I have found over the years that people often talk about relationship problems, and since I tend to listen a lot, I get to hear the problems. They range from "they never listen to me" or "they don't care about what is important to me" or about a million other reasons. The result is a divorce rate around 50% or higher in America. Now, I am not a marriage expert, and I don't have 50 years of marriage under my belt, but some have said they think these ideas should be published for others to read.
To that end, here is Rule #1 of a relationship: Make your focus to make your significant other happy.
Too often, we are focused on ourselves and rarely do we focus on whether our significant other is happy or what it takes to make our significant other happy. This causes problems:
First, it means that we focus on what is not being done for us, which makes us unhappy and keeps us focused on ourselves.
Second, when you are focused on yourself, it can often lead the other person to feel left out. If they are focused on trying to meet your needs but feel you aren't focused on theirs, they will often leave the relationship or be unhappy in it. And in many relationships, if one is unhappy, it spreads so both are. Keep in mind, if both people are focused on themselves, odds are good the relationship will fail at some point.
Third, when we focus on ourselves, we fail to see the easy and obvious ways to make our significant others happy. For example, how hard is it to simply make a mental note that your wife was looking at a certain pair of earrings to come back and get it later?
When two people focus on the happiness of the other, then both feel wanted, both feel cared about, and both feel more understood because you have to pay attention to the other person.
Let's take it a step further. We all have insecurities. Whether it is from being burned from a cheating other in a previous relationship, our own looks, our weight, our income, or anything else, we all share that one thing: We all have an insecurity of some sort, no matter how hard we try to hide it.
If we spend our time focusing on making the other happy, we do two things:
First, we make sure to give reinforcement that helps shore up those insecurities so that people don't feel insecure in that area. Statements like, "we are so lucky to have what we have," can help ease income insecurities.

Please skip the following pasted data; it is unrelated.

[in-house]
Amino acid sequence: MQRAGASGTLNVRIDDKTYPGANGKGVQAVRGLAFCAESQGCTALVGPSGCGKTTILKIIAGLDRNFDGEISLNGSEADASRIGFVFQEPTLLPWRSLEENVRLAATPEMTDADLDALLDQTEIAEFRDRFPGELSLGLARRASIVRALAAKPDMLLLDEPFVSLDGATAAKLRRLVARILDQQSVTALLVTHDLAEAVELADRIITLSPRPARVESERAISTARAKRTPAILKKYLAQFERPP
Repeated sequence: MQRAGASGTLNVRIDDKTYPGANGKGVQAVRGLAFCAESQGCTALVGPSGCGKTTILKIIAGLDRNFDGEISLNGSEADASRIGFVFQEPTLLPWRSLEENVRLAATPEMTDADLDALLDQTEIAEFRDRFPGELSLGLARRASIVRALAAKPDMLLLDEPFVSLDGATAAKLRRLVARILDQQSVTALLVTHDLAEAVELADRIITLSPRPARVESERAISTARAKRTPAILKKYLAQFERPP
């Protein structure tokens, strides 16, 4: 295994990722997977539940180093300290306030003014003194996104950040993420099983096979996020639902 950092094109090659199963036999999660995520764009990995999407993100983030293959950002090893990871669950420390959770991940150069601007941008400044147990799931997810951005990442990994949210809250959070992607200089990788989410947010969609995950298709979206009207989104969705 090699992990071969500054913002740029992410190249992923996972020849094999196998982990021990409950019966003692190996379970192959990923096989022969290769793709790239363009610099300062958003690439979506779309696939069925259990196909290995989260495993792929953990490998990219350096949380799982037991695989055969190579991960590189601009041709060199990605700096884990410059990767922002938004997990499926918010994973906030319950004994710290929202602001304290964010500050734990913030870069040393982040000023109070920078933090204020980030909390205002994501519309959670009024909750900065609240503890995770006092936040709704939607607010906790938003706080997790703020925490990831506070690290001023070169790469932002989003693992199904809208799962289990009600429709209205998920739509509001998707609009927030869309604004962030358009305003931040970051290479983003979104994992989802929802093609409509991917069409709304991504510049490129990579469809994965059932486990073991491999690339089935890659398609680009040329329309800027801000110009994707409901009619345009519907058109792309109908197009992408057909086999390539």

Second, work to prevent situations which may trigger insecurities. Take your husband to the club with you and your girlfriends so he doesn't feel like the club is a threat. It also integrates him into your girlfriend circles and makes him feel like he is an important part of your life, even if he spends most of the time sitting and talking to other husbands.
Now, keep in mind, no one can make someone happy who doesn't want to be happy. As one ex-girlfriend told me over fifteen years ago, "no one can make you happy until you are happy with yourself." That holds true. You can't make your significant other happy if they aren't happy or willing to be happy with themselves. But you can help by showing you care.
Also remember that some things should not be part of this focus. Being a punching bag for your other, and you shouldn't become a sex slave or prostitute for their fetish, or any number of other really unhealthy behaviors. There are always limits to these things, and maybe the guiding principle should be a combination of "don't do anything illegal" and "is this something I would do if they hadn't been forceful in asking?" There is a line between trying something different such as dressing up for a night for your husband, and becoming a prostitute or punching bag or needing to be tied up and abused by others. You shouldn't have to cross that line.
Having said that, in a healthy relationship, I believe it is a positive thing for both people to focus their efforts on making the other happy. As a basic framework, it can help improve the relationship. But remember, if your significant other is doing this and you aren't, it will catch up to you eventually.
Remember, when you said your vows, you made promises to take care and care for each other, not to be willing to let them take care of you. Remember your vows: It is about them, not you.